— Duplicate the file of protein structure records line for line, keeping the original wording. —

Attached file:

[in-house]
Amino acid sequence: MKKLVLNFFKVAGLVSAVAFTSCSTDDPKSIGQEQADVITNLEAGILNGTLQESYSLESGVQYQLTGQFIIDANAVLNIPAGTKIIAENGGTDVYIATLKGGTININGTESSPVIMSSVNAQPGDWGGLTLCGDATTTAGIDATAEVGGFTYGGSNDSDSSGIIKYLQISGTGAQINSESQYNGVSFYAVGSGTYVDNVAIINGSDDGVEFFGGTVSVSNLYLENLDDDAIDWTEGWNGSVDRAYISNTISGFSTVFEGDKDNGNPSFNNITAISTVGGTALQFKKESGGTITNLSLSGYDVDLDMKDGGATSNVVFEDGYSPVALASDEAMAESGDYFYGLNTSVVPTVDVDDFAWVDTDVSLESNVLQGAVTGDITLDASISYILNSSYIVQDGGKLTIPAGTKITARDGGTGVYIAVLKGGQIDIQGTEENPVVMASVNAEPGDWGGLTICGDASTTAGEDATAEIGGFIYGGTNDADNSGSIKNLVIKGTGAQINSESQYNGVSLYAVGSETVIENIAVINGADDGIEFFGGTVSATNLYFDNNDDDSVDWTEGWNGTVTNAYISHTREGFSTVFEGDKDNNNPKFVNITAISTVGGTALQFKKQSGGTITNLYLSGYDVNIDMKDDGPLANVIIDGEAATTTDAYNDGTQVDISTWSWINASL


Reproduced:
[in-house]
Amino acid sequence: MKKLVLNFFKVAGLVSAVAFTSCSTDDPKSIGQEQADVITNLEAGILNGTLQESYSLESGVQYQLTGQFIIDANAVLNIPAGTKIIAENGGTDVYIATLKGGTININGTESSPVIMSSVNAQPGDWGGLTLCGDATTTAGIDATAEVGGFTYGGSNDSDSSGIIKYLQISGTGAQINSESQYNGVSFYAVGSGTYVDNVAIINGSDDGVEFFGGTVSVSNLYLENLDDDAIDWTEGWNGSVDRAYISNTISGFSTVFEGDKDNGNPSFNNITAISTVGGTALQFKKESGGTITNLSLSGYDVDLDMKDGGATSNVVFEDGYSPVALASDEAMAESGDYFYGLNTSVVPTVDVDDFAWVDTDVSLESNVLQGAVTGDITLDASISYILNSSYIVQDGGKLTIPAGTKITARDGGTGVYIAVLKGGQIDIQGTEENPVVMASVNAEPGDWGGLTICGDASTTAGEDATAEIGGFIYGGTNDADNSGSIKNLVIKGTGAQINSESQYNGVSLYAVGSETVIENIAVINGADDGIEFFGGTVSATNLYFDNNDDDSVDWTEGWNGTVTNAYISHTREGFSTVFEGDKDNNNPKFVNITAISTVGGTALQFKKQSGGTITNLYLSGYDVNIDMKDDGPLANVIIDGEAATTTDAYNDGTQVDISTWSWINASL